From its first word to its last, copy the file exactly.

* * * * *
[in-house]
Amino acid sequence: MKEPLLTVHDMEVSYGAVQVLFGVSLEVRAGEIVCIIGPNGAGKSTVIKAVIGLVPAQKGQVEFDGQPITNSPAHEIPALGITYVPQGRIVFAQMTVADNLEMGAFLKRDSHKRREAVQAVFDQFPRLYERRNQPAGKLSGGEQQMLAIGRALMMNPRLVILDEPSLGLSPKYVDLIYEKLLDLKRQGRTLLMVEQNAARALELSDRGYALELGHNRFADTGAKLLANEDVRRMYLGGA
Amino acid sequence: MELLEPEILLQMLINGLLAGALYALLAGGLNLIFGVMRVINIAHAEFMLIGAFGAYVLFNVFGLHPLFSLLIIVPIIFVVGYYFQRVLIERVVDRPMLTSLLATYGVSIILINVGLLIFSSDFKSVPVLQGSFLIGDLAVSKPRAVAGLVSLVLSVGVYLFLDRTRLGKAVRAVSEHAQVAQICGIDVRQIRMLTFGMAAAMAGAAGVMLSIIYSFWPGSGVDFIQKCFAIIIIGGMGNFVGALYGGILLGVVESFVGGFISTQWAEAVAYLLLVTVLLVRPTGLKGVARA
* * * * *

[in-house]
Amino acid sequence: MKEPLLTVHDMEVSYGAVQVLFGVSLEVRAGEIVCIIGPNGAGKSTVIKAVIGLVPAQKGQVEFDGQPITNSPAHEIPALGITYVPQGRIVFAQMTVADNLEMGAFLKRDSHKRREAVQAVFDQFPRLYERRNQPAGKLSGGEQQMLAIGRALMMNPRLVILDEPSLGLSPKYVDLIYEKLLDLKRQGRTLLMVEQNAARALELSDRGYALELGHNRFADTGAKLLANEDVRRMYLGGA
Amino acid sequence: MELLEPEILLQMLINGLLAGALYALLAGGLNLIFGVMRVINIAHAEFMLIGAFGAYVLFNVFGLHPLFSLLIIVPIIFVVGYYFQRVLIERVVDRPMLTSLLATYGVSIILINVGLLIFSSDFKSVPVLQGSFLIGDLAVSKPRAVAGLVSLVLSVGVYLFLDRTRLGKAVRAVSEHAQVAQICGIDVRQIRMLTFGMAAAMAGAAGVMLSIIYSFWPGSGVDFIQKCFAIIIIGGMGNFVGALYGGILLGVVESFVGGFISTQWAEAVAYLLLVTVLLVRPTGLKGVARA